Greetings from the Maldives. Yes, you have peers even on this remote archipelago of islands. I welcome you to my experience with the BSc Development and Economics programme. The programme, such as its name sake, has two very distinct personalities. Let’s talk about the development side of things today.
One of the principal concerns I had while deciding to join this programme was about how relatable the course content would be to the “developing world”*. I was concerned that engaging in distance learning would leave me incapable of comprehending ‘the local’. I imagine quite a few of you still sitting on the fence about the programme are anxious about this as well. Fortunately, the programme is designed well. I personally found the content delivery to be highly relatable. Of course, it would be ludicrous for me to expect the programme to be written in the exact context of the Maldives. It is however, delivered in such a way that makes it easy to relate its content to domestic contexts. The problems explored are often global, current and delivered through the perspectives of several different schools of thought.
This is at the core of one of the great strengths of studying with the University of London. You are free to develop your own style of thinking and writing. I personally found myself favouring literature on the centre-left and tend to approach my examinations accordingly. You have the freedom to explore the areas that interest you as deeply as you wish and will scarcely find yourself with a shortage of reading material. It is hence entirely plausible for what I take away from my studies to be remarkably different from what you may experience.
One of the more interesting courses you will encounter in your very first year of study will be ‘Contemporary Sociology in a Global Age’. You will be greeted by the delightful 1,000-page monster that is Giddens and Sutton Sociology, the essential reading for the module. The book can be an intimidating foe, but it reads well and will set the foundational personality of most of the development courses that will follow. You will also read journals and research papers concerning some of the most heated social issues today; including race and immigration, crime, gender, health, war and so on.
My favourite intro course however, was ‘Introduction to International Development’. Unlike sociology, this course, like all development (DV) courses, is remarkably tailored to fit the palette of us from the “developing world”. Most of the DV courses I have encountered so far share an ethic of looking into global problems through the lens of a “developing country”. Though the essential reading for this course is not the Goliath that is Giddens and Sutton, the reading is intense, comprehensive and arguably more challenging.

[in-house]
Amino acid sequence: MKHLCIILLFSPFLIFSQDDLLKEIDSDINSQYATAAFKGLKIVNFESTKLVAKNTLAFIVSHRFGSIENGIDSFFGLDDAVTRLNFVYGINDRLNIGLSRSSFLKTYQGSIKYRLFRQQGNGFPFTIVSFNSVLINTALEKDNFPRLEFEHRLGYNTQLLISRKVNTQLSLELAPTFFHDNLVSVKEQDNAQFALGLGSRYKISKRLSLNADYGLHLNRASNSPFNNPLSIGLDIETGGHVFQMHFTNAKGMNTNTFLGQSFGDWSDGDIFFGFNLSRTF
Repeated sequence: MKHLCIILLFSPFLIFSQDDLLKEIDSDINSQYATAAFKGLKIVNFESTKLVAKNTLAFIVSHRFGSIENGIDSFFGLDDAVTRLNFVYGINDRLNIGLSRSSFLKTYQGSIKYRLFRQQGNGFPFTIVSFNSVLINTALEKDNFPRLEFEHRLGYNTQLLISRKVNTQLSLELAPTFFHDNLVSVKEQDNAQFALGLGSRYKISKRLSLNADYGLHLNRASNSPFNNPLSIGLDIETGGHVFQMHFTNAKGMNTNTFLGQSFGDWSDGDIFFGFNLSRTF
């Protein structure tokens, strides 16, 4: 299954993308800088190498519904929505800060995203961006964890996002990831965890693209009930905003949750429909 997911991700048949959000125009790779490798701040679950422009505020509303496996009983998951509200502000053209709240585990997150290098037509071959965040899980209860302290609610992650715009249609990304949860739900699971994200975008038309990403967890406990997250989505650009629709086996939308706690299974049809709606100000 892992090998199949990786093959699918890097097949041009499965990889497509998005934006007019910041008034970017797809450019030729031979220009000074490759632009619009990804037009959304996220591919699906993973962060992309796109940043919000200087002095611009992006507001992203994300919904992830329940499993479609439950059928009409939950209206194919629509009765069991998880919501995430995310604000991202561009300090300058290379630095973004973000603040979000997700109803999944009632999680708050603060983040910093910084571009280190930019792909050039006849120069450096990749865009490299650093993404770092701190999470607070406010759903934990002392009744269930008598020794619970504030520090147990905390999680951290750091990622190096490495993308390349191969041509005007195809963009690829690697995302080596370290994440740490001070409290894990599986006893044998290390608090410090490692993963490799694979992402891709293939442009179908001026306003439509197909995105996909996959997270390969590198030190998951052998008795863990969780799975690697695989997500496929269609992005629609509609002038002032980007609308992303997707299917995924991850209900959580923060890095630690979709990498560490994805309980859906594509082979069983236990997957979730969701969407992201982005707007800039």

This course and its associated readings will have you exploring the many persistent problems facing the ‘developing world’. Some of the problems you will encounter in this course are probably going to be more personal to you than others, but regardless, all of them are important to the rest of your programme and to your understanding of development. Personally, I found myself frequently reading into the topics of democracy and corruption, topics that, if you were familiar with news in the Maldives at the time, were quite hot. In taking this course I began to develop a keen interest in local and international politics and shortly after began writing about these issues for a few local civil society organisations.
One of the things I highlight here is that this programme does significantly improve your capacity to contribute to development organisations, such as the UN, the World Bank and CSOs. You will begin to understand the complex functioning of these organisations and their philosophical stances. As a student who has worked in international donor funded projects (including those from the World Bank and the UN), I confidently assure you that the knowledge, skills and ethics you learn here will be valuable in engaging in such work
To conclude, this is a course that will keep you engaged throughout your years of study. To those of you considering studying this programme and those who just started, I leave my words of advice: “Your study will be a steep uphill struggle. But this is a mountain worth conquering.”
*I use the quotation marks in phrases like “developing world” and “developing countries” to reflect on the ethic taught in the programme. There is growing controversy around using these terms to identify poorer countries in development literature, but few credible suggestions for alternatives.
Mifrah is studying BSc Development and Economics in the Maldives.